Plaintiffs bring this proposed class action for damages on behalf of themselves and all other persons and entities nationwide who purchased or leased an Audi vehicle equipped with the defeat device, including but not limited to A6, A8, Q5 and Q7 models with 3.0 liter gasoline engines and automatic transmissions, and perhaps others (collectively, the “Affected Vehicles”).

Plaintiffs and members of the class all suffered damages as a result of Audi’s misrepresentations and omissions regarding the defeat device. Plaintiffs and class members overpaid to purchase vehicles incapable of providing the balance of performance, efficiency, and cleanliness that Audi represented these Affected Vehicles to offer. Plaintiffs and the class members have also suffered diminution of vehicle value now that the existence of the defeat devices has been revealed publicly. Accordingly, Plaintiffs and similarly situated owners and lessees of the Affected Vehicles are entitled to compensation for their losses, including losses related to increased fuel expenditures.

Complaint

Audi named in class action lawsuit over falsifying fuel efficiency numbers

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Plaintiff purchased an Audi, model A8, in or around March 2013. According to Audi’s representations contained in the “Monroney Sticker” on the vehicle Plaintiff purchased, Plaintiff’s vehicle emitted 418 grams of carbon dioxide per mile and had estimated fuel efficiency of 18 miles per gallon in city driving and 28 miles per gallon on the highway. Upon information and belief, these representations were false. Unbeknownst to Plaintiff, the vehicle he purchased was, upon information and belief, surreptitiously equipped with a “defeat device” designed to limit emissions and increase fuel efficiency when the vehicle was being subjected to regulatory emissions and fuel efficiency testing, but not during regular use. As a result, the actual emissions and/or fuel efficiency of Plaintiff’s vehicle are materially different from the representations set forth on the Monroney Sticker and in advertisements and marketing representations made by Audi to consumers. Upon information and belief, at least Audi models equipped with the “AL 551” transmission employ this defeat device. But testing may reveal additional Audi gasoline engine models have been rigged to cheat emissions and fuel efficiency testing.

Plaintiff brings this proposed class action for damages on behalf of himself and all other persons and entities nationwide who purchased or leased an Audi vehicle equipped with the defeat device, including but not limited to A6, A8, Q5 and Q7 models with 3.0 liter gasoline engines and automatic transmissions, and perhaps others (collectively, the “Affected Vehicles”).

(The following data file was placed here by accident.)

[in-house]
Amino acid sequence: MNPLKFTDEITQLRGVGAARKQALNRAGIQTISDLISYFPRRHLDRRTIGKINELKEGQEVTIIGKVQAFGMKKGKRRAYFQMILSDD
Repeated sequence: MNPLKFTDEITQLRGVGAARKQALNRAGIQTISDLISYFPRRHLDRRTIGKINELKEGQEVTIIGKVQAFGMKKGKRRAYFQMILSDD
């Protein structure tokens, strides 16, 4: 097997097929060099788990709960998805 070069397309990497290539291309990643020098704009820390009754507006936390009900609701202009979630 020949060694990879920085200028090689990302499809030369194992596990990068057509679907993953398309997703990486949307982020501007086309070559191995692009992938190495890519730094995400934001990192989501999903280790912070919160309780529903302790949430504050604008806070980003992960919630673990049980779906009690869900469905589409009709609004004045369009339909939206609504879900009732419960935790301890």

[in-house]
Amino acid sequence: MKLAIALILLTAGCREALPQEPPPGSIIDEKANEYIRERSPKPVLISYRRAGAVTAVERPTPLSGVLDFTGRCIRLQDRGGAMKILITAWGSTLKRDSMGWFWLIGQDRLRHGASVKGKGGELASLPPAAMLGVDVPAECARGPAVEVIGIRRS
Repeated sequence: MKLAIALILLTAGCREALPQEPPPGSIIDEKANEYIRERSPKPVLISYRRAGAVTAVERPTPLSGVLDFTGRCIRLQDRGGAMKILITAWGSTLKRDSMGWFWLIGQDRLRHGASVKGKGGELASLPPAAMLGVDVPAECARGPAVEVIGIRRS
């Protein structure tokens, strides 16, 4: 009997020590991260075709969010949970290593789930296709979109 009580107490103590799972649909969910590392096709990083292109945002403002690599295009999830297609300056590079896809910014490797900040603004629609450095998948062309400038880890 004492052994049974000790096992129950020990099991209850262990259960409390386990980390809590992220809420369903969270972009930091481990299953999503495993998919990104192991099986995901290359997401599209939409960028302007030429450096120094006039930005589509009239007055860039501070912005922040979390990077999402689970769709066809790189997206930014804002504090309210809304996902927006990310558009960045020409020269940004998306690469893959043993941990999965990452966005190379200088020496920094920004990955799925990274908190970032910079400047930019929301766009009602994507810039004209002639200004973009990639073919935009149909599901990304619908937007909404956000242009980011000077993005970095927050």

As alleged, Plaintiff and members of the class all suffered damages as a result of Audi’s misrepresentations and omissions regarding the defeat device. Plaintiff and class members overpaid to purchase vehicles incapable of providing the balance of performance, efficiency, and cleanliness that Audi represented them to offer. Plaintiff and the class members have also suffered diminution of vehicle value now that the existence of the defeat devices has been revealed publicly. Accordingly, Plaintiff and similarly situated owners and lessees of the Affected Vehicles are entitled to compensation for their losses, including losses related to increased fuel expenditures.

Complaint

Investigation of Volkswagen, Porsche & Audi over use of soy-based wiring susceptible to destruction by vermin

Volkswagen, Porsche & Audi drivers have complained of numerous electrical issues and failures caused by a variety of vermin gnawing, chewing and ultimately eating through the electrical wires powering these cars.  Upon information and belief the manufacturers of these vehicles use soy based sheathing on the electrical wires that attracts a wide variety of vermin such as mice, rodents, rats, squirrels and even animals as large as possums. Depending on the wires that are damaged, this may lead to a variety of problems resulting in hundreds, if not thousands of dollars in repairs.  In addition to the effect on a variety of electrical systems, which itself poses a safety hazard to drivers and vehicle occupants, these animals may carry disease and therefore pose an additional health hazard by their presence in vehicles.

Volkswagen, Porsche & Audi manufacturers are manifestly aware that use of an organic based sheathing on wiring components has attracted a variety of vermin, and caused hundreds, if not thousands of dollars’ worth of damage to affected vehicles.  Despite this knowledge, manufacturers have refused to accept responsibility for the damage and routinely reject consumer claims both in and out of warranty, placing the onus of the entire bill on the car owners.

We believe this practice is unfair and potentially actionable. If your car has been affected by this issue and you wish to discuss your legal rights and potential remedies please use the contact attorney box below.  Also, if you wish to share your story publicly, we welcome your comments below.